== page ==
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“First African American Congressman,” “Ali vs. Liston” and “Gibson’s The Passion of the Christ,” - This Day in History – Feb 25th

“First African American Congressman,” “Ali vs. Liston” and “Gibson’s The Passion of Christ,” - This Day in History – Feb 25th

 

Republican Hiram Rhoades Revels - First African American Congressman

 

Back in 1870, Republican Hiram Rhoades Revels, made history after being sworn in and becoming the first Congressman who was African American.  Mr. Revels who was a native from Natchez, MS was a college-educated Minister and chaplain for the Union Army whom helped to establish a school for freed men. 

According to history.com, “On January 20, 1870, Hiram R. Revels was elected by the Mississippi legislature to fill the Senate seat once held by Jefferson Davis, the former president of the Confederacy. On February 25, two days after Mississippi was granted representation in Congress for the first time since it seceded in 1861, Revels was sworn in.  Although African Americans Republicans never obtained political office in proportion to their overwhelming electoral majority, Revels and some 15 other African American men served in Congress during Reconstruction, more than 600 served in state legislatures, and hundreds of African Americans held local offices.”

 

Cassius Clay vs. Sonny Liston in World Heavyweight Boxing Crown

 

Back in 1964, two heavyweight boxers challenged each other in the ring, the underdog, 22-year-old, Cassius Clay and 32-year-old Sony Liston.  They sparred in a match in Miami, FL in which Clay would be announced a winner by a technical knockout.  Clay would later change his name to Muhammad Ali, and would win this heavyweight title three times during his boxing career. 

According to history.com, “Liston was a reserved, feared fighter, a decade older than Cassius Clay, and had been world heavyweight champ since defeating Floyd Patterson in 1962. By contrast, Clay was a mouthy underdog who had won a gold medal in the light heavyweight division at the 1960 Olympics in Rome. While training for their fight, Clay, a natural self-promoter, taunted Liston and boasted to reporters that he would win by knockout. Clay came out strong during the fight, using speed and footwork to his advantage against the slower Liston. After the sixth round, Liston, who was suffering from cuts and bruises under his eyes and an apparent injured shoulder, announced he couldn’t continue. Clay won the match by technical knockout and then announced to the world, “I am the greatest!”  On May 25, 1965, the two fighters met in Lewiston, Maine, for a rematch. The bout ended with a highly controversial first-round knockout for Clay, who by then had become a member of the Nation of Islam and taken a Muslim name, Muhammad Ali. Some people claimed Liston threw the fight, possibly because he was controlled by the Mafia or because he feared retaliation from Black Muslim extremists.” 

Sonny Liston would pass away in 1971 at the age of 39.  He was found dead in his Las Vegas home and his death still remains a mystery.  He had a career record of 50 wins, 39 knockouts and 4 losses. 

Muhammad Ali would lose his heavyweight title in 1978 to Leon Spinks, they would rematch and Ali would win, however, Ali retired permanently in 1981 with career record of 56 wins, 37 knockouts and 5 losses.

 

 

Mel Gibson’s “The Passion of the Christ,” debuts in U.S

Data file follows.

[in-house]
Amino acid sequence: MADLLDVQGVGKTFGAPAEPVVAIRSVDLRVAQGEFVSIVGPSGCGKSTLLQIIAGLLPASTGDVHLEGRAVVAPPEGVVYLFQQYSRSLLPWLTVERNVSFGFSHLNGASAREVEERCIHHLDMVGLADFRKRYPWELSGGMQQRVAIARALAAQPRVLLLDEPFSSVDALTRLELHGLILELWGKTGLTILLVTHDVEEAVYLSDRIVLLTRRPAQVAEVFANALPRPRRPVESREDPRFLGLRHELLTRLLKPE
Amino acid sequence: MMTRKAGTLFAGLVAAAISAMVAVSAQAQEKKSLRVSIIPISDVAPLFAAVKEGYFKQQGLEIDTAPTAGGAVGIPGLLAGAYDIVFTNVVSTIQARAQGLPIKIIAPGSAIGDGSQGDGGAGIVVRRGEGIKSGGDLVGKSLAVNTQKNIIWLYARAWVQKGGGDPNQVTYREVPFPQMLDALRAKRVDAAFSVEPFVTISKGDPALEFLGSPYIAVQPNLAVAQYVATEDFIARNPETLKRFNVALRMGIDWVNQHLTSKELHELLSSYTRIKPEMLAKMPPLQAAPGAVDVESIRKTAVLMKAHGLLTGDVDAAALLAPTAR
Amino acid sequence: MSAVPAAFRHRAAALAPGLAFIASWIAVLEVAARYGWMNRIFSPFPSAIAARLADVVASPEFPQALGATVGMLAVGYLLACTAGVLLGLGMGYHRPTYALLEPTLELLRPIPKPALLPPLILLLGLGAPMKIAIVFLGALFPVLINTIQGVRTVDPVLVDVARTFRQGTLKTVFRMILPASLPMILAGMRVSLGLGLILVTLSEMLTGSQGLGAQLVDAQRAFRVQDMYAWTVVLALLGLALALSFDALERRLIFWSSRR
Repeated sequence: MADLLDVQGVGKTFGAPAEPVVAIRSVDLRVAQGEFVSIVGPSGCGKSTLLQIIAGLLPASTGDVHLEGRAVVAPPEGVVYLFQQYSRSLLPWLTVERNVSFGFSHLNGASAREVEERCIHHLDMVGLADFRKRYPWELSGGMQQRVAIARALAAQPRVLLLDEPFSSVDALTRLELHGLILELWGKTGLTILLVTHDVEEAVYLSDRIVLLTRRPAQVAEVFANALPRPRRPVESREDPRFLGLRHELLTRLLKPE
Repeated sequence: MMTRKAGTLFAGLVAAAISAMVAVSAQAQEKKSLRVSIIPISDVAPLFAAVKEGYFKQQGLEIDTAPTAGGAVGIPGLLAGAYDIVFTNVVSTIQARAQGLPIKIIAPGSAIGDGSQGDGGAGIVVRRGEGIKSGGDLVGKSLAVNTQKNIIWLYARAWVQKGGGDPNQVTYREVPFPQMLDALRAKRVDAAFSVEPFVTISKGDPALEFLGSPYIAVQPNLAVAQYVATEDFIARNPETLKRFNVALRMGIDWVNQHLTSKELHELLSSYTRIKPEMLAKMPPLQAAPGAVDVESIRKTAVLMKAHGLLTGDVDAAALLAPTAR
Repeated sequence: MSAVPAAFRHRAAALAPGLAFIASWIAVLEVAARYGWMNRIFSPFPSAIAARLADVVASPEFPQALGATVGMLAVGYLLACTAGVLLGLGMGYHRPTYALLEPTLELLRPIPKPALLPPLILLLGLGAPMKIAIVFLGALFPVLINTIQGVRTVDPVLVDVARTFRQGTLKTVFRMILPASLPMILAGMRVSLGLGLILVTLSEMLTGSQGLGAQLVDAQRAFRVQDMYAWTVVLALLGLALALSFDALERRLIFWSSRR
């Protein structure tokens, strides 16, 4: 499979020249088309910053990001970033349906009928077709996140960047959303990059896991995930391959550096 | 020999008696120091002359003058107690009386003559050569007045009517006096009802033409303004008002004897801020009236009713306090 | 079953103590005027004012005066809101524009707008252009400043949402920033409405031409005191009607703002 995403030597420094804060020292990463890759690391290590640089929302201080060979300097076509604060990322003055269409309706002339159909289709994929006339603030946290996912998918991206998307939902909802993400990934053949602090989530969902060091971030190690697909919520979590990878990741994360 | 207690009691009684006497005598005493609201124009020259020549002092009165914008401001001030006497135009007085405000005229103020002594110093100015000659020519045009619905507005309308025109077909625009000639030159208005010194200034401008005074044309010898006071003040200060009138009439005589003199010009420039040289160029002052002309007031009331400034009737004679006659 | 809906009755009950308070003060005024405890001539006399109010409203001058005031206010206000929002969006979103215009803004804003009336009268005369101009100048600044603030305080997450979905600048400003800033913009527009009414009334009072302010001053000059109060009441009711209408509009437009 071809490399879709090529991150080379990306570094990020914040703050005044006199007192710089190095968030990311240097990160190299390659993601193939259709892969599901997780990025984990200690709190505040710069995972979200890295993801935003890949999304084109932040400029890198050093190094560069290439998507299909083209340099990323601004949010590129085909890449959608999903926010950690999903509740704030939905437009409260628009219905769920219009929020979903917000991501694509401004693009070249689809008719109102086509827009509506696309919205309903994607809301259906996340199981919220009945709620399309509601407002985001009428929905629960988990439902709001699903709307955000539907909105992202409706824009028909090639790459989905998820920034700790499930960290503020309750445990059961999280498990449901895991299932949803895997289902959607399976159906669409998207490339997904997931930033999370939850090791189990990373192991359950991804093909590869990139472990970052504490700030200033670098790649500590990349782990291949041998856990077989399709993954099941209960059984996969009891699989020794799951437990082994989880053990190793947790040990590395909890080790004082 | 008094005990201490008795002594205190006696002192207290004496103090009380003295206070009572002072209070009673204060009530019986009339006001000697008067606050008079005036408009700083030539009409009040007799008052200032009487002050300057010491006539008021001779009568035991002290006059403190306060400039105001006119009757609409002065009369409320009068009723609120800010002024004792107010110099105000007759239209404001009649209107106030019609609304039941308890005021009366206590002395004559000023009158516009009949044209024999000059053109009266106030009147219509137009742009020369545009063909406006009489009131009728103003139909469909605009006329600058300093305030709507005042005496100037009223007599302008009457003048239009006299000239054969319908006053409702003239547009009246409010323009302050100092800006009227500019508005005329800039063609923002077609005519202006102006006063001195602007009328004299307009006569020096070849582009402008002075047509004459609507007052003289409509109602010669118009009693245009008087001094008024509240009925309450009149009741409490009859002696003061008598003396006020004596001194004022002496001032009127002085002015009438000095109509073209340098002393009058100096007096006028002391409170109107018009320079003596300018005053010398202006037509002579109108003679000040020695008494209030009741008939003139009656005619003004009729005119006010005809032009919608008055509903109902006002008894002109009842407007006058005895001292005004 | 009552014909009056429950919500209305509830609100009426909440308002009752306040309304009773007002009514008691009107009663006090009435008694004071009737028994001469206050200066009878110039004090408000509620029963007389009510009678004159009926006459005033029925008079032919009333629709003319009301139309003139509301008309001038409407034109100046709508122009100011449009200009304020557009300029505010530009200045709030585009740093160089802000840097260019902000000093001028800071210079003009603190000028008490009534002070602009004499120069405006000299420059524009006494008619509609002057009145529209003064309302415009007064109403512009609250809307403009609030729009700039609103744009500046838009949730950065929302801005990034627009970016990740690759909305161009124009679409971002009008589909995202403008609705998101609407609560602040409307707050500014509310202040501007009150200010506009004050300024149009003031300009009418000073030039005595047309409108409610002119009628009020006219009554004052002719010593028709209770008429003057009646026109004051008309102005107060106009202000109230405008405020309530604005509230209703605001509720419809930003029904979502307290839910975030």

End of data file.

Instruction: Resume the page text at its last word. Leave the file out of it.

Back in 2004, Actor, Director, Mel Gibson premiered an appropriate film, that was, timely on the religious holiday of Ash Wednesday, which is the start of the Christian tradition of Lent, “The Passion of the Christ,” which discussed the 44 hours of Jesus of Nazareth’s life. 

History.com stated that, “Largely based on the 18th-century diaries of Saint Anne Catherine Emmerich, the film was a true labor of love for Gibson, who later told Time magazine that he had “a deep need to tell this story…The Gospels tell you what basically happened; I want to know what really went down.” He scouted locations in Italy himself, and had the script translated from English into Aramaic (thought to be Jesus’ first language) and Latin by a Jesuit scholar. Gibson’s original intention was to show The Passion of the Christ without subtitles, in an attempt to “transcend the language barriers with visual storytelling,” as he later explained. With dialogue entirely in Latin, Hebrew and Aramaic, the film was eventually released with subtitles.” 

Boxofficemojo.com listed that his movie was a success with a worldwide gross of over $611,899,420. 

According to history.com “Gibson, who put millions of his own money into the project, initially had trouble finding a distributor for the film. Eventually, Newmarket Films signed on to release it in the United States. Upon its debut in February 2004, The Passion of the Christ surprised many by becoming a huge hit at the box office. It also continued to fuel the fires of controversy, earning harsh criticism for its extreme violence and gore--much of the film focuses on the brutal beating of Jesus prior to his crucifixion--which many saw as overkill. The film critic Roger Ebert called The Passion of the Christ “the most violent film I have ever seen.” Gibson’s response to similar charges was that such a reaction was intentional. In an interview with Diane Sawyer, he claimed: “I wanted it to be shocking. And I wanted it to be extreme.... So that they see the enormity, the enormity of that sacrifice; to see that someone could endure that and still come back with love and forgiveness, even through extreme pain and suffering and ridicule.”

 

 

All History facts provided from the link below:

http://www.history.com/this-day-in-history/enrico-caruso-the-greatest-tenor-who-ever-lived-is-born?catId=13

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